Swedish writer/director Måns Mårlind (The Bridge, Midnight Sun) has created a dark eight-part crime drama series set in the lawless turmoil of post-World War II Berlin.
Filmed on several sets around Prague, Shadowplay begins with a New York cop, Max McLaughlin (Taylor Kitsch) being sent to set up a police force in Berlin in the summer of 1946. While his main task is to take down the city’s Al Capone, Werner ‘Engelmacher’ Gladow (Sebastian Koch), McLaughlin has a secret ulterior motive: to find his missing brother Moritz (Logan Marshall-Green), a US soldier who has returned to Germany to hunt down unrepentant Nazis and kill them using the sort of creatively brutal methods that highlight Mårlind’s roots in Nordic Noir.
The Guide sat down with Mårlind to talk about what drove him to create Shadowplay, the German children’s story that inspired the series, the rise of right-wing extremism, and his interest in the innermost secrets people carry.
What is Shadowplay about?
I think that I wanted to tell a story about people who were broken and I wanted a setting that was fitting for these kinds of characters. Berlin 1946 turned out to be a very good setting, a setting that in itself prolonged the characters. I think that a place without hope which is complete darkness was what Berlin 1946 was and which I think is comparable to Syria today. I think that’s a really good arena to tell a story because everything is pushed to a maximum in those kinds of places and you really see what the human race is – if they’re pushed to the good or if they’re pushed to the bad. So that’s where I started.
Berlin in 1946 is an interesting time and place to see on screen. It’s a very underutilised time that we haven’t seen a lot in film and TV series.
Yeah, I’m happy you say that because the thing was that we’ve seen a lot of second World War, we’ve seen a lot of Cold War, but this specific time was something that we haven’t seen much of. And I remember in the beginning when I started writing, people said ‘well that’s just going to be depressing because it’s just going to be ruins and it’s just going to be hunger’. But I thought we can actually show hope here, we can show humanity and goodness here, because I think that light is never as visible as in darkness. And for me, I hear all the time that it’s a very dark story but I’m Scandinavian so I don’t think that. But I think if you want to tell something good about people or good about something, I think you must tell a dark story because otherwise, it will become Disney.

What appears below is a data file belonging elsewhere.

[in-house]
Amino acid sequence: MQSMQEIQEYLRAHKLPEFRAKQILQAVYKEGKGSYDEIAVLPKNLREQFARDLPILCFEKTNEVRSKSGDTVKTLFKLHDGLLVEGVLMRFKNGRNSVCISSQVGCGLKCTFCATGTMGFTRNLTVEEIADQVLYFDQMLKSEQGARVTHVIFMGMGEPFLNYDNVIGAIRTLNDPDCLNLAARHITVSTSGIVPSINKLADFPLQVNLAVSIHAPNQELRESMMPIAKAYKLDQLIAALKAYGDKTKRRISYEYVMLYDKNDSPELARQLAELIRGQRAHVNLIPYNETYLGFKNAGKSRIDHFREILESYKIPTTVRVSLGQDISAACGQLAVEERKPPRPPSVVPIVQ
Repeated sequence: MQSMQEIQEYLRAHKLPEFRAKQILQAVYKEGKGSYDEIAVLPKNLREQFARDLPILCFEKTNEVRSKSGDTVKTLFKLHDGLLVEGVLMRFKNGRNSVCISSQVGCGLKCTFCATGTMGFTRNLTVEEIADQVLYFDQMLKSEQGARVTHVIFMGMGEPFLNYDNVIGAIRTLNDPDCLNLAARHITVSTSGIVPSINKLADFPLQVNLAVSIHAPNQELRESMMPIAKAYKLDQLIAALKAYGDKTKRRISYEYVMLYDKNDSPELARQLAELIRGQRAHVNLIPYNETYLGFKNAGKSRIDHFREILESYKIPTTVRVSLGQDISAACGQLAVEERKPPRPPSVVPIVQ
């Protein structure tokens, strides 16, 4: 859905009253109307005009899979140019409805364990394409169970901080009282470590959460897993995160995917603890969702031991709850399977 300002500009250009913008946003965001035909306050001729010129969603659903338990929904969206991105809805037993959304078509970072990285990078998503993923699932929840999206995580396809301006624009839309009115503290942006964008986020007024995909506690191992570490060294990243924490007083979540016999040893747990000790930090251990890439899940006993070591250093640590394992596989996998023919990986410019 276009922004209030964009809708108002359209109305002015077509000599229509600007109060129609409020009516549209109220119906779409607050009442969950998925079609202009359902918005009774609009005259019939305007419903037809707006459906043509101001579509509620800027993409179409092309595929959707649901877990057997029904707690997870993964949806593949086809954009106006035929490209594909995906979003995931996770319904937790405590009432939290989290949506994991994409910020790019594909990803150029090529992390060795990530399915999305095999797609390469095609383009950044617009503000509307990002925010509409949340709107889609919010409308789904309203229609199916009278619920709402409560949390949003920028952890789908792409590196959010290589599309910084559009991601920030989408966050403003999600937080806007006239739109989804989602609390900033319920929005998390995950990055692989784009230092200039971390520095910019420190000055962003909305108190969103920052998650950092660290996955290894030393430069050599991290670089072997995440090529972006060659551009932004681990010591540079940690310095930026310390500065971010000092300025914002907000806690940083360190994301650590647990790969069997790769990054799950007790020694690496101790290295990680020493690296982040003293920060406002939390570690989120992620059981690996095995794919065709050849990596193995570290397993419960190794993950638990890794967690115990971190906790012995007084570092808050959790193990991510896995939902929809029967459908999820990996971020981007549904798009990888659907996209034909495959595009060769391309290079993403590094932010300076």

Shadowplay has a blend of Scandi Noir aspects wrapped up in a thrilling post-war drama but we don’t have the usual dark Scandi look. Even though we’re in this smashed up Berlin, there’s lots of colour, the sun’s always shining, it’s always vibrant. Was that your way of showing that hope still exists within it?
Two things – of course I think that everything serves the story – characters, dresses, the wall paint, the light, everything is just a prolongment of how the characters in their parts are. The other thing is that Berlin has always been a synonym with blue, grey, dark, cold and I read somewhere, because I did extensive research for this story, that Berlin was really hot in 1946. So, I thought OK, perfect and I saw these images of Syria on the news all the time and I thought that’s what Berlin is going to look like. Forget about how you are used to seeing Berlin. I kept reading about the dust – the dust was everywhere at that time and it would get into your hair, your mouth, your food and when you were sleeping – imagine that being hot as well.
What is your connection with the German children’s story of Max and Moritz and when did you first realise you could use it in the series?
In Germany kids are brought up on this story from the 1880s or somewhere like that – everyone read it and they still do. That’s how they begin to read. And that was the thing in Sweden too because my father knew about Max and Moritz when I told him about it. But after the second world war, we kind of cut the cords to Germany and then we didn’t know about the story anymore.
I found out about Max and Moritz when I visited the actual restaurant in Berlin called Max and Moritz. I was looking at all these wood cuts for Max and Moritz’s evil mischiefs and I was like ‘Who is this? Who are these guys?’ And this guy told me it’s Max and Moritz. I said ‘Yeah but who are they?’ So, he told me the story, then I googled and I asked has this been made into a film? And it had but only the cute children’s version. But I always warp things in a horrible way because that’s the way I am wired, so my first thought was that this is such an evil story. So, then I had that story but I didn’t know what to do with it. I was thinking, there’s two brothers, that’s good, and then like a year or two later I became fascinated with Berlin 1946 but I didn’t have a motor. I had an arena so I was like how can I tell something about Berlin 1946 and then suddenly I went OH! and solved it. You connect these things – Max and Moritz into this arena that I really like – two American brothers.